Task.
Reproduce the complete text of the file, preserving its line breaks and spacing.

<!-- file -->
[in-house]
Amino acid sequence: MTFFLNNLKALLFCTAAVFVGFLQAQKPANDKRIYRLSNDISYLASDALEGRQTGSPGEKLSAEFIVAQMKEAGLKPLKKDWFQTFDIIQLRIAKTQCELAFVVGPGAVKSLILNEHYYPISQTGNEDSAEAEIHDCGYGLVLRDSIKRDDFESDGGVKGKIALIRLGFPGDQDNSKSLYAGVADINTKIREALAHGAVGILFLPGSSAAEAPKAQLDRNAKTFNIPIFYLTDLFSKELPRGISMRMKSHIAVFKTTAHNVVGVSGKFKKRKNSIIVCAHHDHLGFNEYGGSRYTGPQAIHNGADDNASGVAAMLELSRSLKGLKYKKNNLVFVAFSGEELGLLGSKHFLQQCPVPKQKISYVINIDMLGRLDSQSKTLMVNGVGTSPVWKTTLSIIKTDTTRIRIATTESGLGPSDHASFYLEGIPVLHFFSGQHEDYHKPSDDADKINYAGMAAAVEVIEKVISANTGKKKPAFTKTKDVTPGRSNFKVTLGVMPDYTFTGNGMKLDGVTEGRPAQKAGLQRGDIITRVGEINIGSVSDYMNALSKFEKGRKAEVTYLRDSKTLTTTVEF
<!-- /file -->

[in-house]
Amino acid sequence: MTFFLNNLKALLFCTAAVFVGFLQAQKPANDKRIYRLSNDISYLASDALEGRQTGSPGEKLSAEFIVAQMKEAGLKPLKKDWFQTFDIIQLRIAKTQCELAFVVGPGAVKSLILNEHYYPISQTGNEDSAEAEIHDCGYGLVLRDSIKRDDFESDGGVKGKIALIRLGFPGDQDNSKSLYAGVADINTKIREALAHGAVGILFLPGSSAAEAPKAQLDRNAKTFNIPIFYLTDLFSKELPRGISMRMKSHIAVFKTTAHNVVGVSGKFKKRKNSIIVCAHHDHLGFNEYGGSRYTGPQAIHNGADDNASGVAAMLELSRSLKGLKYKKNNLVFVAFSGEELGLLGSKHFLQQCPVPKQKISYVINIDMLGRLDSQSKTLMVNGVGTSPVWKTTLSIIKTDTTRIRIATTESGLGPSDHASFYLEGIPVLHFFSGQHEDYHKPSDDADKINYAGMAAAVEVIEKVISANTGKKKPAFTKTKDVTPGRSNFKVTLGVMPDYTFTGNGMKLDGVTEGRPAQKAGLQRGDIITRVGEINIGSVSDYMNALSKFEKGRKAEVTYLRDSKTLTTTVEF